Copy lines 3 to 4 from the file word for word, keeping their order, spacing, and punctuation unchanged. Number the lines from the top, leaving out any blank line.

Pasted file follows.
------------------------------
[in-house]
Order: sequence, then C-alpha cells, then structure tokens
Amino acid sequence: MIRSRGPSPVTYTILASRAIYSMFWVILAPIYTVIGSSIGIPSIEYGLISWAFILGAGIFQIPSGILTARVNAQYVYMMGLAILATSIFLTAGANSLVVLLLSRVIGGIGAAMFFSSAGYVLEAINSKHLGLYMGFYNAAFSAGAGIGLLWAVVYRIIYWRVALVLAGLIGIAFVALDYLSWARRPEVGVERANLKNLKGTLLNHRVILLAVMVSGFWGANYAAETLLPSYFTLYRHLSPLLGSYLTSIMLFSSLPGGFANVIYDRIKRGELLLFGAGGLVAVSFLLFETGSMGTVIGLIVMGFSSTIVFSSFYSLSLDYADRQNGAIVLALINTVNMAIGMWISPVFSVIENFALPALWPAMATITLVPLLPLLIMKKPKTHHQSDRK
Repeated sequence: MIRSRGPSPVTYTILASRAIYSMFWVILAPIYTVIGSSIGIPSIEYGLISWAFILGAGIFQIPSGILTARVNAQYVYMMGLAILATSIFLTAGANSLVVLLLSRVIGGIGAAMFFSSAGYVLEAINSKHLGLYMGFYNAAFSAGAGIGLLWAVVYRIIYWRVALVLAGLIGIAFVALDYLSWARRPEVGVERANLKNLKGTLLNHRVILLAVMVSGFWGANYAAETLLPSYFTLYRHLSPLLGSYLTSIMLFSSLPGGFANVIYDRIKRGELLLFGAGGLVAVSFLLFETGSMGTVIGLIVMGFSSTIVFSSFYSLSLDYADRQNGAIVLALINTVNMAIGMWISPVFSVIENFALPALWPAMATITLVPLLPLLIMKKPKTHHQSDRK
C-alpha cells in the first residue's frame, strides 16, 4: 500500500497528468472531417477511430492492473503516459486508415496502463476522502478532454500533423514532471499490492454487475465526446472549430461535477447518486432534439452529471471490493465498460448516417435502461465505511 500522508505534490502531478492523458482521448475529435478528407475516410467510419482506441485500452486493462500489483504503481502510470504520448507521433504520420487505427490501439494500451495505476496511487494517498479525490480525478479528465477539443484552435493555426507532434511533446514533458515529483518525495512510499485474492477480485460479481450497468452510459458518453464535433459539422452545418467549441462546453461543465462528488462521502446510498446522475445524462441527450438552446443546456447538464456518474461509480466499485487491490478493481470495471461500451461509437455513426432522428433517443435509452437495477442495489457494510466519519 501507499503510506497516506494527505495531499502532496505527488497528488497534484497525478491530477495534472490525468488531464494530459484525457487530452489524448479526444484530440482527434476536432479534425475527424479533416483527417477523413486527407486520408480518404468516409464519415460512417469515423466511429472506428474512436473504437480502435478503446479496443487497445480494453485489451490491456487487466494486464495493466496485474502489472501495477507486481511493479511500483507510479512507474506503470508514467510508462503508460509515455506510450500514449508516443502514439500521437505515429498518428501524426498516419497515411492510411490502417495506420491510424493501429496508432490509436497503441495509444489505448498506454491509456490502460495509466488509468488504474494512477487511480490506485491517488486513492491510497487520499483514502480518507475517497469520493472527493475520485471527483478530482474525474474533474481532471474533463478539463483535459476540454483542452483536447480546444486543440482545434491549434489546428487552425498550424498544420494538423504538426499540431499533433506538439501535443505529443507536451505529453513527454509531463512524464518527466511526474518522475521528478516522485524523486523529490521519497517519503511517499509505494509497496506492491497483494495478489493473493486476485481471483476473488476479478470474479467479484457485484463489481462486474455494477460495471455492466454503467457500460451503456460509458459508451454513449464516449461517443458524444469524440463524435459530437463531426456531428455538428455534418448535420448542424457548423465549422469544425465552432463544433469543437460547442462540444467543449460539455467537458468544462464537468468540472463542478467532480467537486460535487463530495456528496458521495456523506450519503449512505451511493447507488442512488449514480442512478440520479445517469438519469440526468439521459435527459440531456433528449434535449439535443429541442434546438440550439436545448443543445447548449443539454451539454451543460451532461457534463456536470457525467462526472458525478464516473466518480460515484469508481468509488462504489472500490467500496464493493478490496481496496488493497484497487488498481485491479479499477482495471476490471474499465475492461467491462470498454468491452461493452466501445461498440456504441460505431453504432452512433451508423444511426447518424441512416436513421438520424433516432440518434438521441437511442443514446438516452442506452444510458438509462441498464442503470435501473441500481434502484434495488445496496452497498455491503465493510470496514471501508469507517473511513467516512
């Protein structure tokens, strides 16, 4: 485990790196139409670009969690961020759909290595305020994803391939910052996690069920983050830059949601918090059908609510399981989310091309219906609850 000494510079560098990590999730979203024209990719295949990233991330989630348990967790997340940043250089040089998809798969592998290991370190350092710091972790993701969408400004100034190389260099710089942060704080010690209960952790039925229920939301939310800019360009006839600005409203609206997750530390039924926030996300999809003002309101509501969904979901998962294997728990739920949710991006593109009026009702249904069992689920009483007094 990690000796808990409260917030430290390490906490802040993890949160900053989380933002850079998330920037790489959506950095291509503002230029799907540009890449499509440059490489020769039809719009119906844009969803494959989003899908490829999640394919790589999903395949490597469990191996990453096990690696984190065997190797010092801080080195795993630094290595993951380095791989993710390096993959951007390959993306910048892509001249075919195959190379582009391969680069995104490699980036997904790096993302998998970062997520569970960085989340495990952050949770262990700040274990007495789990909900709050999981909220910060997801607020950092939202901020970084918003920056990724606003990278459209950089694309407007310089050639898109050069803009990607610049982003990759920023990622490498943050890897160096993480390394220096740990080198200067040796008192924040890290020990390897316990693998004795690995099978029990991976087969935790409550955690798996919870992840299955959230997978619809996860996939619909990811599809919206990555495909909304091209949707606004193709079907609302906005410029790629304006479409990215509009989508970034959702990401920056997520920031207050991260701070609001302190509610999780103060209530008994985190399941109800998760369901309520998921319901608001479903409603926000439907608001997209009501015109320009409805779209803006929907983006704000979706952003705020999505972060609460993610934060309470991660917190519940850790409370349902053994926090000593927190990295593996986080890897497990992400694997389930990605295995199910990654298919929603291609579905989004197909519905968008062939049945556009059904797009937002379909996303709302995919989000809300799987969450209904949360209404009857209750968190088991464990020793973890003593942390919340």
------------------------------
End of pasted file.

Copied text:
Amino acid sequence: MIRSRGPSPVTYTILASRAIYSMFWVILAPIYTVIGSSIGIPSIEYGLISWAFILGAGIFQIPSGILTARVNAQYVYMMGLAILATSIFLTAGANSLVVLLLSRVIGGIGAAMFFSSAGYVLEAINSKHLGLYMGFYNAAFSAGAGIGLLWAVVYRIIYWRVALVLAGLIGIAFVALDYLSWARRPEVGVERANLKNLKGTLLNHRVILLAVMVSGFWGANYAAETLLPSYFTLYRHLSPLLGSYLTSIMLFSSLPGGFANVIYDRIKRGELLLFGAGGLVAVSFLLFETGSMGTVIGLIVMGFSSTIVFSSFYSLSLDYADRQNGAIVLALINTVNMAIGMWISPVFSVIENFALPALWPAMATITLVPLLPLLIMKKPKTHHQSDRK
Repeated sequence: MIRSRGPSPVTYTILASRAIYSMFWVILAPIYTVIGSSIGIPSIEYGLISWAFILGAGIFQIPSGILTARVNAQYVYMMGLAILATSIFLTAGANSLVVLLLSRVIGGIGAAMFFSSAGYVLEAINSKHLGLYMGFYNAAFSAGAGIGLLWAVVYRIIYWRVALVLAGLIGIAFVALDYLSWARRPEVGVERANLKNLKGTLLNHRVILLAVMVSGFWGANYAAETLLPSYFTLYRHLSPLLGSYLTSIMLFSSLPGGFANVIYDRIKRGELLLFGAGGLVAVSFLLFETGSMGTVIGLIVMGFSSTIVFSSFYSLSLDYADRQNGAIVLALINTVNMAIGMWISPVFSVIENFALPALWPAMATITLVPLLPLLIMKKPKTHHQSDRK